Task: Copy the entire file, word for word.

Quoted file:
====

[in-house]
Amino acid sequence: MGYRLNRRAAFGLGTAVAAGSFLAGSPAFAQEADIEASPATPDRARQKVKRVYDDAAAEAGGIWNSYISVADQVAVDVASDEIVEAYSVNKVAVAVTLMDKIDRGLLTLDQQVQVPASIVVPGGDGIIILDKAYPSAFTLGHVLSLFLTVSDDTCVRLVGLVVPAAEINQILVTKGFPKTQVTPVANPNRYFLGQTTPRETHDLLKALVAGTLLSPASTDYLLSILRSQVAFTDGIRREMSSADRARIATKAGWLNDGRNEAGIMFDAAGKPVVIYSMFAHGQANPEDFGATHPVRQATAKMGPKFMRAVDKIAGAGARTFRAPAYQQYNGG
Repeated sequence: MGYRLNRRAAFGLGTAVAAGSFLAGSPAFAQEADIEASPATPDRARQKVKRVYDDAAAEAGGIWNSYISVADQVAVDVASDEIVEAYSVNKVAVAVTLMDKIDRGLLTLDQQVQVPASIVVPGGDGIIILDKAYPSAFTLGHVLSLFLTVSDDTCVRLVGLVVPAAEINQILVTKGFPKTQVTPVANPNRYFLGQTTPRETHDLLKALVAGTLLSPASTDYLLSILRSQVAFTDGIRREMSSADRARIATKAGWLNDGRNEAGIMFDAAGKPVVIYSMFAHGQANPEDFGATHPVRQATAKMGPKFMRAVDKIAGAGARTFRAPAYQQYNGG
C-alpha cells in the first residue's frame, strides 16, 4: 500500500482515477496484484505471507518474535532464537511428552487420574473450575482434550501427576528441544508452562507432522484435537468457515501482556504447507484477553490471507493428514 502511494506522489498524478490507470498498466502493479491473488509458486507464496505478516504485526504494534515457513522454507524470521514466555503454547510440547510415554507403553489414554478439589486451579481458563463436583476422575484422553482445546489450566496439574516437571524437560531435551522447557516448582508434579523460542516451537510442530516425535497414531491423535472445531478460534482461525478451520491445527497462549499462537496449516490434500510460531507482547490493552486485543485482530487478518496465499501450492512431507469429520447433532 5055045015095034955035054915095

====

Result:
[in-house]
Amino acid sequence: MGYRLNRRAAFGLGTAVAAGSFLAGSPAFAQEADIEASPATPDRARQKVKRVYDDAAAEAGGIWNSYISVADQVAVDVASDEIVEAYSVNKVAVAVTLMDKIDRGLLTLDQQVQVPASIVVPGGDGIIILDKAYPSAFTLGHVLSLFLTVSDDTCVRLVGLVVPAAEINQILVTKGFPKTQVTPVANPNRYFLGQTTPRETHDLLKALVAGTLLSPASTDYLLSILRSQVAFTDGIRREMSSADRARIATKAGWLNDGRNEAGIMFDAAGKPVVIYSMFAHGQANPEDFGATHPVRQATAKMGPKFMRAVDKIAGAGARTFRAPAYQQYNGG
Repeated sequence: MGYRLNRRAAFGLGTAVAAGSFLAGSPAFAQEADIEASPATPDRARQKVKRVYDDAAAEAGGIWNSYISVADQVAVDVASDEIVEAYSVNKVAVAVTLMDKIDRGLLTLDQQVQVPASIVVPGGDGIIILDKAYPSAFTLGHVLSLFLTVSDDTCVRLVGLVVPAAEINQILVTKGFPKTQVTPVANPNRYFLGQTTPRETHDLLKALVAGTLLSPASTDYLLSILRSQVAFTDGIRREMSSADRARIATKAGWLNDGRNEAGIMFDAAGKPVVIYSMFAHGQANPEDFGATHPVRQATAKMGPKFMRAVDKIAGAGARTFRAPAYQQYNGG
C-alpha cells in the first residue's frame, strides 16, 4: 500500500482515477496484484505471507518474535532464537511428552487420574473450575482434550501427576528441544508452562507432522484435537468457515501482556504447507484477553490471507493428514 502511494506522489498524478490507470498498466502493479491473488509458486507464496505478516504485526504494534515457513522454507524470521514466555503454547510440547510415554507403553489414554478439589486451579481458563463436583476422575484422553482445546489450566496439574516437571524437560531435551522447557516448582508434579523460542516451537510442530516425535497414531491423535472445531478460534482461525478451520491445527497462549499462537496449516490434500510460531507482547490493552486485543485482530487478518496465499501450492512431507469429520447433532 5055045015095034955035054915095